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To determine functions of the genes in question, the experiments used "knockout" varieties in which a specific gene is removed. By determining how the yeast sample grows, the function of the missing gene can be determined.
In the automated experiments, the researchers first developed a mathematical model showing how various genes, proteins and enzymes and growth mediums interact.
Armed with that knowledge, the robot independently generated hypotheses about the missing genes, then used equipment to grow yeast strains. Later they evaluated the growth of each strain against its original hypothesis. The process was repeated over and over as the system developed new hypotheses based on the accumulating data.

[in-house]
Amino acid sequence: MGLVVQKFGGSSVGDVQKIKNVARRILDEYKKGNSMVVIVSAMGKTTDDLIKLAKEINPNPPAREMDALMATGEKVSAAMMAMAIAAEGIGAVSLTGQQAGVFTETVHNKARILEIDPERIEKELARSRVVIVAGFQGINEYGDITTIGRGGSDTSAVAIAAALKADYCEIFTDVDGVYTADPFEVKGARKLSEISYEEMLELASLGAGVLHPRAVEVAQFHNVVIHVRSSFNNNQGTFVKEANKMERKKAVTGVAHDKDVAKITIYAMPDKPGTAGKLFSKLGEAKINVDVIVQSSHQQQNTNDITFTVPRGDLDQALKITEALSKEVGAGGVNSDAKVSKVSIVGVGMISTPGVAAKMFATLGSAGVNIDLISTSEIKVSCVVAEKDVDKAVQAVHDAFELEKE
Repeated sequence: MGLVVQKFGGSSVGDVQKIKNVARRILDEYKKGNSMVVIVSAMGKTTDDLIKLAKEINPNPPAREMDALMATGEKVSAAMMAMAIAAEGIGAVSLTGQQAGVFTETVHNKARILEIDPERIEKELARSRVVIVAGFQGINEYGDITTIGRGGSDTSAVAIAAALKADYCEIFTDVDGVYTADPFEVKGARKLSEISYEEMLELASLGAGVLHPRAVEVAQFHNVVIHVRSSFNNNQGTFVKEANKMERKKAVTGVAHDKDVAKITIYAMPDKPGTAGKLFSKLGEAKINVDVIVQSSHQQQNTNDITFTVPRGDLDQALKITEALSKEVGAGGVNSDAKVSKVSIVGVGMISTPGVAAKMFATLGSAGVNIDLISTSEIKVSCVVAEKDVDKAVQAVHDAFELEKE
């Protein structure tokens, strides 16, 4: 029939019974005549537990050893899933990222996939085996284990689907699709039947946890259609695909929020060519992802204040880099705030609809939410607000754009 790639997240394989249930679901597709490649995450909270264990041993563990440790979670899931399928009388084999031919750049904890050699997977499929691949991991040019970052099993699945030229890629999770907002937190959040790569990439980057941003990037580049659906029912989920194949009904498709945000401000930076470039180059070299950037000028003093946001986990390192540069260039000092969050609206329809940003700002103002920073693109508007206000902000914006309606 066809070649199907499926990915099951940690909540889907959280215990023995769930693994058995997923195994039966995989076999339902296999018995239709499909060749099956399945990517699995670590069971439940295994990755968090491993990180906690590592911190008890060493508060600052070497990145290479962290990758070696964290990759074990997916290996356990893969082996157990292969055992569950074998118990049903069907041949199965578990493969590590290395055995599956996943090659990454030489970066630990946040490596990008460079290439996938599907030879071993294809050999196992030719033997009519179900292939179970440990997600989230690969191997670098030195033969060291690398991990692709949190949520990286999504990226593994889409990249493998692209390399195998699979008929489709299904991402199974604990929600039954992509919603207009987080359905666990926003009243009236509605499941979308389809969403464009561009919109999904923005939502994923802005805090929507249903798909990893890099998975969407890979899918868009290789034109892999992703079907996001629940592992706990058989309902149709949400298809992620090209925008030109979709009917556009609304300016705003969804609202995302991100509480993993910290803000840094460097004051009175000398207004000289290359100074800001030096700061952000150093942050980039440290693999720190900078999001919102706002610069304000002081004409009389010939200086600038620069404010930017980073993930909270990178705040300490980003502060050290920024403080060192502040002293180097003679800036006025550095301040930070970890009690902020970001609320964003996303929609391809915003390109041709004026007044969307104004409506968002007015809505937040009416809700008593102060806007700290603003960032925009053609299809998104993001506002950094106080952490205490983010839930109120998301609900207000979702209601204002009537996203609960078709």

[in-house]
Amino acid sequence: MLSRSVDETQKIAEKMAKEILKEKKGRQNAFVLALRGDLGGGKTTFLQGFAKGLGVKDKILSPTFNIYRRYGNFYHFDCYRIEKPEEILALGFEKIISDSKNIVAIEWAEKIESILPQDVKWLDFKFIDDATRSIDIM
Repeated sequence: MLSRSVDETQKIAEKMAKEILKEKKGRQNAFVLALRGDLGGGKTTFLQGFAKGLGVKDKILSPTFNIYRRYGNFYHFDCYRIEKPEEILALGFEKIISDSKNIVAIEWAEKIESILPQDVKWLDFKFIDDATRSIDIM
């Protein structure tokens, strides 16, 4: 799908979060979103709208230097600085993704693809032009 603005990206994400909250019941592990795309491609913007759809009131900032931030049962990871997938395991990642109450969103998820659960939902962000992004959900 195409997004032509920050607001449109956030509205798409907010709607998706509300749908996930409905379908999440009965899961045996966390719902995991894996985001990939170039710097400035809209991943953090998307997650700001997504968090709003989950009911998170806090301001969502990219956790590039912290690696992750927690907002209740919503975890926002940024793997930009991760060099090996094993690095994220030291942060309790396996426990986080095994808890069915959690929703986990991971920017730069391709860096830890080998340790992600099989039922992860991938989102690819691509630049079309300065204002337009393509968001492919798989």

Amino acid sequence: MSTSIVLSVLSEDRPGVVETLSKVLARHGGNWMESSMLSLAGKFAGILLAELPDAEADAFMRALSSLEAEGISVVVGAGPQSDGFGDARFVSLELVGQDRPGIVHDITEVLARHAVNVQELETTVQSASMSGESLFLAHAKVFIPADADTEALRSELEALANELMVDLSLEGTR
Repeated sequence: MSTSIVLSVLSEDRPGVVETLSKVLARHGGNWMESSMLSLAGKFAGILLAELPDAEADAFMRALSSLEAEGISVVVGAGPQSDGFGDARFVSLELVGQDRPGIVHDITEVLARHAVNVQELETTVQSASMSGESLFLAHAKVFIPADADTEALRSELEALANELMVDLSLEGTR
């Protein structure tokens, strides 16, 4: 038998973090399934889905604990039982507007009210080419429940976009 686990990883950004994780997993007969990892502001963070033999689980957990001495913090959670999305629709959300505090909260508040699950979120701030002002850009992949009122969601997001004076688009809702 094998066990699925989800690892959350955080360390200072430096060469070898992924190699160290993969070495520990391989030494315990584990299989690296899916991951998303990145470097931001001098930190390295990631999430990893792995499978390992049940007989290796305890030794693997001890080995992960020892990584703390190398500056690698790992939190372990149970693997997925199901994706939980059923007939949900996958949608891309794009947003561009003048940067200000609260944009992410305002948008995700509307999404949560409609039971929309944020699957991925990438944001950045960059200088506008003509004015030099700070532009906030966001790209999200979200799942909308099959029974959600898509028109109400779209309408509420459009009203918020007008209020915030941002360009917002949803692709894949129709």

"It's like if you have a machine which is broken, the system can automatically reason to find all the possible ways it can be broken," said Ross King of the University of Wales-Aberystwyth. "Some philosophers have thought this is impossible for computers because that's the imaginative leap."
The robot scientist uses a type of reasoning called abduction. King said it is the kind of reasoning police use to reconcile clues when investigating a crime.